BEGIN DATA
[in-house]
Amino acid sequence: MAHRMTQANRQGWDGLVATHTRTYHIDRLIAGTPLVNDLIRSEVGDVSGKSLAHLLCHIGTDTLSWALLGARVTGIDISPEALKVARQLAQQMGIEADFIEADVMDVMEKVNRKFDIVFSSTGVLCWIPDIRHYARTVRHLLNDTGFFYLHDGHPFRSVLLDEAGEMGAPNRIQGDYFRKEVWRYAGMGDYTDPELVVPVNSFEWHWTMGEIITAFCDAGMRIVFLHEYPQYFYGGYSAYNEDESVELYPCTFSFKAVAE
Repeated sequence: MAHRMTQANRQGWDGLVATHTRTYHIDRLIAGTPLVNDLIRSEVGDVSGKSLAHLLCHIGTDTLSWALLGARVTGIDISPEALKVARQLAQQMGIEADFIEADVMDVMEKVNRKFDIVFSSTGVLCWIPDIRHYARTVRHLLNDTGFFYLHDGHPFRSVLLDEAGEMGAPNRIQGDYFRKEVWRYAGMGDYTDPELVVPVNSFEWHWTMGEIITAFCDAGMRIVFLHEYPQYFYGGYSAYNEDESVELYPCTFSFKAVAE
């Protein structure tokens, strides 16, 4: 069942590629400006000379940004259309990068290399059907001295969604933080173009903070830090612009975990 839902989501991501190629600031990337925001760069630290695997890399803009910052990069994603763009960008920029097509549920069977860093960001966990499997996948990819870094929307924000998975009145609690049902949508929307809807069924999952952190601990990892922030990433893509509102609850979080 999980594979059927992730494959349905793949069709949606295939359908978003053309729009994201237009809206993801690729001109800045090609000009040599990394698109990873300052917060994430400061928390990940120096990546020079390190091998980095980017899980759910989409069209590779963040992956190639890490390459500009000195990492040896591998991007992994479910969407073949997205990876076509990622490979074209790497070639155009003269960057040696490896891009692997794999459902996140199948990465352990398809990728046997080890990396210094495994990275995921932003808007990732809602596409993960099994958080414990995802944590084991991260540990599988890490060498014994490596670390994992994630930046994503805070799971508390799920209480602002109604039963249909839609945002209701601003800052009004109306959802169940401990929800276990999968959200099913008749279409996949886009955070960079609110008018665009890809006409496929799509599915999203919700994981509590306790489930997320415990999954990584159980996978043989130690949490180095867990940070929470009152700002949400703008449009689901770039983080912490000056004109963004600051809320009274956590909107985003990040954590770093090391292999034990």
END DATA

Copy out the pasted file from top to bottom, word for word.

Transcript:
[in-house]
Amino acid sequence: MAHRMTQANRQGWDGLVATHTRTYHIDRLIAGTPLVNDLIRSEVGDVSGKSLAHLLCHIGTDTLSWALLGARVTGIDISPEALKVARQLAQQMGIEADFIEADVMDVMEKVNRKFDIVFSSTGVLCWIPDIRHYARTVRHLLNDTGFFYLHDGHPFRSVLLDEAGEMGAPNRIQGDYFRKEVWRYAGMGDYTDPELVVPVNSFEWHWTMGEIITAFCDAGMRIVFLHEYPQYFYGGYSAYNEDESVELYPCTFSFKAVAE
Repeated sequence: MAHRMTQANRQGWDGLVATHTRTYHIDRLIAGTPLVNDLIRSEVGDVSGKSLAHLLCHIGTDTLSWALLGARVTGIDISPEALKVARQLAQQMGIEADFIEADVMDVMEKVNRKFDIVFSSTGVLCWIPDIRHYARTVRHLLNDTGFFYLHDGHPFRSVLLDEAGEMGAPNRIQGDYFRKEVWRYAGMGDYTDPELVVPVNSFEWHWTMGEIITAFCDAGMRIVFLHEYPQYFYGGYSAYNEDESVELYPCTFSFKAVAE
């Protein structure tokens, strides 16, 4: 069942590629400006000379940004259309990068290399059907001295969604933080173009903070830090612009975990 839902989501991501190629600031990337925001760069630290695997890399803009910052990069994603763009960008920029097509549920069977860093960001966990499997996948990819870094929307924000998975009145609690049902949508929307809807069924999952952190601990990892922030990433893509509102609850979080 999980594979059927992730494959349905793949069709949606295939359908978003053309729009994201237009809206993801690729001109800045090609000009040599990394698109990873300052917060994430400061928390990940120096990546020079390190091998980095980017899980759910989409069209590779963040992956190639890490390459500009000195990492040896591998991007992994479910969407073949997205990876076509990622490979074209790497070639155009003269960057040696490896891009692997794999459902996140199948990465352990398809990728046997080890990396210094495994990275995921932003808007990732809602596409993960099994958080414990995802944590084991991260540990599988890490060498014994490596670390994992994630930046994503805070799971508390799920209480602002109604039963249909839609945002209701601003800052009004109306959802169940401990929800276990999968959200099913008749279409996949886009955070960079609110008018665009890809006409496929799509599915999203919700994981509590306790489930997320415990999954990584159980996978043989130690949490180095867990940070929470009152700002949400703008449009689901770039983080912490000056004109963004600051809320009274956590909107985003990040954590770093090391292999034990």